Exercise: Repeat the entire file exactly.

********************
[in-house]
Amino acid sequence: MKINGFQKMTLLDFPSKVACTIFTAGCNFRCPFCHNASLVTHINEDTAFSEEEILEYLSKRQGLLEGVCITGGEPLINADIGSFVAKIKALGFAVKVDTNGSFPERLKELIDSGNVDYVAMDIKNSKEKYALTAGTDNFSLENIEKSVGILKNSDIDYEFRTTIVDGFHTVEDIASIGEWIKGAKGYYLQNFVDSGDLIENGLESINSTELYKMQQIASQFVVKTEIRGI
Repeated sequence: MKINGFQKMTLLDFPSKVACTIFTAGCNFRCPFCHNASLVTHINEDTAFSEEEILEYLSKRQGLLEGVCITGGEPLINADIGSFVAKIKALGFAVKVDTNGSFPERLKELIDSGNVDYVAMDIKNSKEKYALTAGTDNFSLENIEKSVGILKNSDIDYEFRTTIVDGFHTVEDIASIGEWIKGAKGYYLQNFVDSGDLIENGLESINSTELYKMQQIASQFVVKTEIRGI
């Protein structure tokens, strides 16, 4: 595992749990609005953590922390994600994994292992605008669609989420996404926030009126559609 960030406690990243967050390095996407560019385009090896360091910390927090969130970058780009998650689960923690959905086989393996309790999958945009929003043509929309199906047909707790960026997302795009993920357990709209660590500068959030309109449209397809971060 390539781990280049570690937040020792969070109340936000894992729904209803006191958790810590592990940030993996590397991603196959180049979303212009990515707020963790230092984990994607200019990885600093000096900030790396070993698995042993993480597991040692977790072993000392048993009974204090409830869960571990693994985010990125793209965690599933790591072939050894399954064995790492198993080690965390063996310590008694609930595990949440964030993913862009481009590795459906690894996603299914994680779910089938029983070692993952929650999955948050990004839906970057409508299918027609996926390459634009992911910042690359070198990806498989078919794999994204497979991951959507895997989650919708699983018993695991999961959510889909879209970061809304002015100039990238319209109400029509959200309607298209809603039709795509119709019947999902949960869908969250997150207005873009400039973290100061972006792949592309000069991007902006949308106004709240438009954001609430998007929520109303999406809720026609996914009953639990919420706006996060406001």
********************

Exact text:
[in-house]
Amino acid sequence: MKINGFQKMTLLDFPSKVACTIFTAGCNFRCPFCHNASLVTHINEDTAFSEEEILEYLSKRQGLLEGVCITGGEPLINADIGSFVAKIKALGFAVKVDTNGSFPERLKELIDSGNVDYVAMDIKNSKEKYALTAGTDNFSLENIEKSVGILKNSDIDYEFRTTIVDGFHTVEDIASIGEWIKGAKGYYLQNFVDSGDLIENGLESINSTELYKMQQIASQFVVKTEIRGI
Repeated sequence: MKINGFQKMTLLDFPSKVACTIFTAGCNFRCPFCHNASLVTHINEDTAFSEEEILEYLSKRQGLLEGVCITGGEPLINADIGSFVAKIKALGFAVKVDTNGSFPERLKELIDSGNVDYVAMDIKNSKEKYALTAGTDNFSLENIEKSVGILKNSDIDYEFRTTIVDGFHTVEDIASIGEWIKGAKGYYLQNFVDSGDLIENGLESINSTELYKMQQIASQFVVKTEIRGI
């Protein structure tokens, strides 16, 4: 595992749990609005953590922390994600994994292992605008669609989420996404926030009126559609 960030406690990243967050390095996407560019385009090896360091910390927090969130970058780009998650689960923690959905086989393996309790999958945009929003043509929309199906047909707790960026997302795009993920357990709209660590500068959030309109449209397809971060 390539781990280049570690937040020792969070109340936000894992729904209803006191958790810590592990940030993996590397991603196959180049979303212009990515707020963790230092984990994607200019990885600093000096900030790396070993698995042993993480597991040692977790072993000392048993009974204090409830869960571990693994985010990125793209965690599933790591072939050894399954064995790492198993080690965390063996310590008694609930595990949440964030993913862009481009590795459906690894996603299914994680779910089938029983070692993952929650999955948050990004839906970057409508299918027609996926390459634009992911910042690359070198990806498989078919794999994204497979991951959507895997989650919708699983018993695991999961959510889909879209970061809304002015100039990238319209109400029509959200309607298209809603039709795509119709019947999902949960869908969250997150207005873009400039973290100061972006792949592309000069991007902006949308106004709240438009954001609430998007929520109303999406809720026609996914009953639990919420706006996060406001």